Saving an old muscle car is a noble pursuit, and it’s surprising how many of these vintage rides sadly rot in fields, old barns and disused dungeons. It’s heartbreaking. No one wants to see these cool pieces of American history wither away. Many of these cars are far too valuable and far too cool to be left to fade into the dirt.
A small team based in North Carolina does its part to save them. They call themselves “The Poor Guys” and run their own YouTube channel. Their motto is “Let them tear, not rot”. Armed with flatbed trucks, low-bed trailers and winches, they pull old vehicles and breathe new life into them. And here you can see them saving some real classics – a 1973 Dodge Plymouth 1972 charger and satellite.
Save the Two Barns Discovery Classics
In this video, which they describe as a “quick snatch video”, we see them busy rescuing the two abandoned muscle cars, located in what appears to be the remains of an old barn. The owner has sold the land and just wants to get rid of the cars.
The red Plymouth rests inside a small section of the abandoned barn. When the guys take a closer look, they find out it’s just a shell. The car was pretty much completely stripped, in their words “grilled”. All of its glass is missing, and even the steering wheel is missing.
Gray primer paint covers large sections of the Satellite’s body, a tail sign that someone attempted to restore the car some time ago and gave up. The rest of the red/orange paintwork suffers a lot of neglect, and its unpainted hood has a large hole where the shovel housing once stood.
The ’73 Charger is unmistakable with its distinct chrome grille, sits out in the open. Its orange paint is now a bunch of different shades, and rust seems to creep through every panel. All of its glass is intact and much of the car’s interior looks salvageable. The Charger’s trunk is open, and inside is what looks like the stock engine block and transmission.
Round One: Saving the 1973 Charger
On what sounds like a cheap soundtrack to an Italian spaghetti western, the guys start packing the Charger for transport. The first job is to put air in his tires. Then attach a winch to its subframe and slowly hoist it onto a low bed trailer. It is quite heavy work.
Back at the house, one of the guys examines it: “Too bad it got fried.” Looking inside, he adds, “The coolest thing about this Charger is the Tach. I love vintage tachometers, and this one’s a good one,” he says, examining the chrome tachometer, which hangs above the center console. “I’m not going to separate it, I’ll sell it whole,” he mentions, rummaging through the center console for pennies. “I won’t work on this car, the rear started to move as we moved it, the frame is not very good.”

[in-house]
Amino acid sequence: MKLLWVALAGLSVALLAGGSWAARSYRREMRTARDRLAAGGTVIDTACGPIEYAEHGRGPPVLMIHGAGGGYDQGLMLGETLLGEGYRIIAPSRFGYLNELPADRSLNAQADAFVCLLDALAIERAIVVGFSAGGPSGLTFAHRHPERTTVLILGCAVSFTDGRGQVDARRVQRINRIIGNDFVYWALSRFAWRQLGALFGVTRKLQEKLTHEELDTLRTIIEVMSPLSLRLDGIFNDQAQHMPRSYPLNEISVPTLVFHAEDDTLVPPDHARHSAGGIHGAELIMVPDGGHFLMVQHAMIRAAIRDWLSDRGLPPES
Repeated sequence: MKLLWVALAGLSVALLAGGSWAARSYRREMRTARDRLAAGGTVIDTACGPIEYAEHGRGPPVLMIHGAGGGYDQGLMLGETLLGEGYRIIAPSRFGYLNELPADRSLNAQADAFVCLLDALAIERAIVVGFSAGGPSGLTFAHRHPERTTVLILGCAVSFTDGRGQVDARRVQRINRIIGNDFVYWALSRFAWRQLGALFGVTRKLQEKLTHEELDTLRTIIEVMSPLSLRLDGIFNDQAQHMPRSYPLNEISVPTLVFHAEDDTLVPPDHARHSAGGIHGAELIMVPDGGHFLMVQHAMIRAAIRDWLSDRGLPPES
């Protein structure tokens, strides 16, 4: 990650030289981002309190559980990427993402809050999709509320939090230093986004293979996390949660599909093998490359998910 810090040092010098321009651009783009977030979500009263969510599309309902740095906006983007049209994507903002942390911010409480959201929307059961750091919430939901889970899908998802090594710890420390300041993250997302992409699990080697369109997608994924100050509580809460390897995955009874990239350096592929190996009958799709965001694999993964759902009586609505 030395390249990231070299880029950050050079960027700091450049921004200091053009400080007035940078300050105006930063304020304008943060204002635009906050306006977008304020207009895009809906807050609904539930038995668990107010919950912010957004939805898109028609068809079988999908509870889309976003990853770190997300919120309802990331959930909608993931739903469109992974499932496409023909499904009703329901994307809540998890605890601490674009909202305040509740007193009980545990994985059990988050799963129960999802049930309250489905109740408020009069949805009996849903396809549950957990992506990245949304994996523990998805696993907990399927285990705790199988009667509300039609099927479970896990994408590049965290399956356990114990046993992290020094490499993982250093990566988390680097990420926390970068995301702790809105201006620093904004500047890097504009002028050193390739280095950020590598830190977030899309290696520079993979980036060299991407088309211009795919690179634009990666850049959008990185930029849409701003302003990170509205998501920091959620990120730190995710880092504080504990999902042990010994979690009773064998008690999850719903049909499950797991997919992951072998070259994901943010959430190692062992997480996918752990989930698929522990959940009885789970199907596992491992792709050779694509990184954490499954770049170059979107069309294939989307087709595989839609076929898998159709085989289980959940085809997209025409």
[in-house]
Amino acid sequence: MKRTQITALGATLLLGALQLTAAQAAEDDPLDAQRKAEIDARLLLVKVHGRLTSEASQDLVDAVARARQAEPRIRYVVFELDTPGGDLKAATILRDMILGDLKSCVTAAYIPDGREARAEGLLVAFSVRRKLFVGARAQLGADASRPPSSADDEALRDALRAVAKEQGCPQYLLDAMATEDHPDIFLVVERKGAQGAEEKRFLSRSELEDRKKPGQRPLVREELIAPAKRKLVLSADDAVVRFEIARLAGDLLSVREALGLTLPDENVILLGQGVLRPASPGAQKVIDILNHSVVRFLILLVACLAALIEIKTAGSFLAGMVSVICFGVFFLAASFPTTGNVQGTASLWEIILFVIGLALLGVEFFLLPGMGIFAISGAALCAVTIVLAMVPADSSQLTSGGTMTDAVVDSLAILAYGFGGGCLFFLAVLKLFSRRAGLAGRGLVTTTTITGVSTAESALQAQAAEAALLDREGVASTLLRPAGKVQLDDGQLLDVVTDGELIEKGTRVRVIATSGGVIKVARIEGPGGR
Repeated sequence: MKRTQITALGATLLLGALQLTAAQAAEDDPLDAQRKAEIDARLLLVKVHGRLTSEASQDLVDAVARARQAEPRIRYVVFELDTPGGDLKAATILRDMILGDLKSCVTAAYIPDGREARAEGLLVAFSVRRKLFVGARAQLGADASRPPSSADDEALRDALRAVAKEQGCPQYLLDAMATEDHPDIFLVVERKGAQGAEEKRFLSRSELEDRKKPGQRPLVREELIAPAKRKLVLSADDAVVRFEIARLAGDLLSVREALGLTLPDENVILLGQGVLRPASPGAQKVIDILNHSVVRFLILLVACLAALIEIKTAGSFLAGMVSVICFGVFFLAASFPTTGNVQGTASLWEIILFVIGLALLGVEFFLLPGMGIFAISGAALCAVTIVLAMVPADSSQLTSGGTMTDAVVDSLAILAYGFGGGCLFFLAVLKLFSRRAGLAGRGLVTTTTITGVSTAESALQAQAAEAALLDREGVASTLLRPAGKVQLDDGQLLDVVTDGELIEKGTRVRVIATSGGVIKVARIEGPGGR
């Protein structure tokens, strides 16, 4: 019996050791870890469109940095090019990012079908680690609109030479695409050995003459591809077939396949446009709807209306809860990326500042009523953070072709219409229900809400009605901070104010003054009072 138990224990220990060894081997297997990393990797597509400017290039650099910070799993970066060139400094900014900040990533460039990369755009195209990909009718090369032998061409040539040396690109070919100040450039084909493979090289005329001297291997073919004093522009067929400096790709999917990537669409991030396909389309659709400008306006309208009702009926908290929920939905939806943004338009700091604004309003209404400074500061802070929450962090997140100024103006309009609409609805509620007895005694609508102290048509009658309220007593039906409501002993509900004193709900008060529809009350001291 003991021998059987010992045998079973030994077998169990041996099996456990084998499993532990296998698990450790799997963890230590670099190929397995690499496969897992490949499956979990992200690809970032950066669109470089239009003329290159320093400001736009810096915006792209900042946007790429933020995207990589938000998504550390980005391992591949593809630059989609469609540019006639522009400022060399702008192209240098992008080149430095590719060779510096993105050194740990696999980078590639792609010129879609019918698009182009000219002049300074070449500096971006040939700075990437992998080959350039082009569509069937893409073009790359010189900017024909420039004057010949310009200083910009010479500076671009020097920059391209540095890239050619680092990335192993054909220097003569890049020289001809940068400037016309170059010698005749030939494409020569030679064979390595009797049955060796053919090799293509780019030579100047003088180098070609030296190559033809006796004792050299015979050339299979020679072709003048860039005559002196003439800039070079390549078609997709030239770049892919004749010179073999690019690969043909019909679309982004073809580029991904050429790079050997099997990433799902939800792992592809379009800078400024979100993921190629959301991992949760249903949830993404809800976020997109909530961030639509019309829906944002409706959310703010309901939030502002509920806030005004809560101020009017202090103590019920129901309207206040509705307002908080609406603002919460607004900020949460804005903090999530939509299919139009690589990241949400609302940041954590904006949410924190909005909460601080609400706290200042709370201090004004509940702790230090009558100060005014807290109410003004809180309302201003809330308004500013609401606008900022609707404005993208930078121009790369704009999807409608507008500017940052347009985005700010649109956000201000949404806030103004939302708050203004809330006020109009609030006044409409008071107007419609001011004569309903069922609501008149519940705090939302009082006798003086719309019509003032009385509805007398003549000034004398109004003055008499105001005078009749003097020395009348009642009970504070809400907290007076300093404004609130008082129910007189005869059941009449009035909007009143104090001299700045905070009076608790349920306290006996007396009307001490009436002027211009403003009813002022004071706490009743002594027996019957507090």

Inside the car, the Charger’s sad cloth seats are completely worn out. Wanting to see what’s under the back seat, he tries to lift it and twists his back in the process. When he finally manages to raise the seat, he comes across half of the car’s construction document, stuck under the seat. The tattered document appears to have been a good source of food for a family of mice. And there are also other telltale signs of a rodent infestation, which requires the services of a leaf blower to remove all the debris.
Round Two: Rescue of the ’72 Plymouth
“If you’ve got a winch, you can do anything,” he remarks as he rolls the Plymouth’s rusty engine block and gearbox onto a trailer. Once lit, it’s the car’s turn. He positions the low-bed trailer in front of the classic muscle car, which is missing a front axle, and transports it to the set. And just like they did with the Charger, he guides it carefully up the ramps, having to manually adjust the wheel alignment, to get it in place. Then he ties it in place for the return trip.
Here’s what happened to both cars
They end the video with “Keep saving them, don’t crush them… We’ll keep saving them, if you keep loving that kind of stuff.” This is just a quick video, you can do this too, make sure you have a winch,” is the advice.
We were eager to find out what happened to the cars featured in the video. So we dug around a bit, and found a Facebook post that the guys made, advertising the two. The 72 Plymouth as a “project” for $3,000, and the Charger as a “split car” also for $3,000. $6,000, not bad for a few hours of work and some gas.
A tagline on their profile reads, “If the bones are good and you can convince the dreamer who owns the car to part with it, you can bring it back to life.” All it takes is money, a little talent, and oh yes, more money! Very true.
However, in this case it should probably read “If the bones are good, we’ll save him” and stop there. Because they didn’t spend money restoring either of these cars, or use any of their skills (apart from using a winch), or bring them back to life . But on the plus side, they dug them up, which is a good start, and obviously very lucrative too
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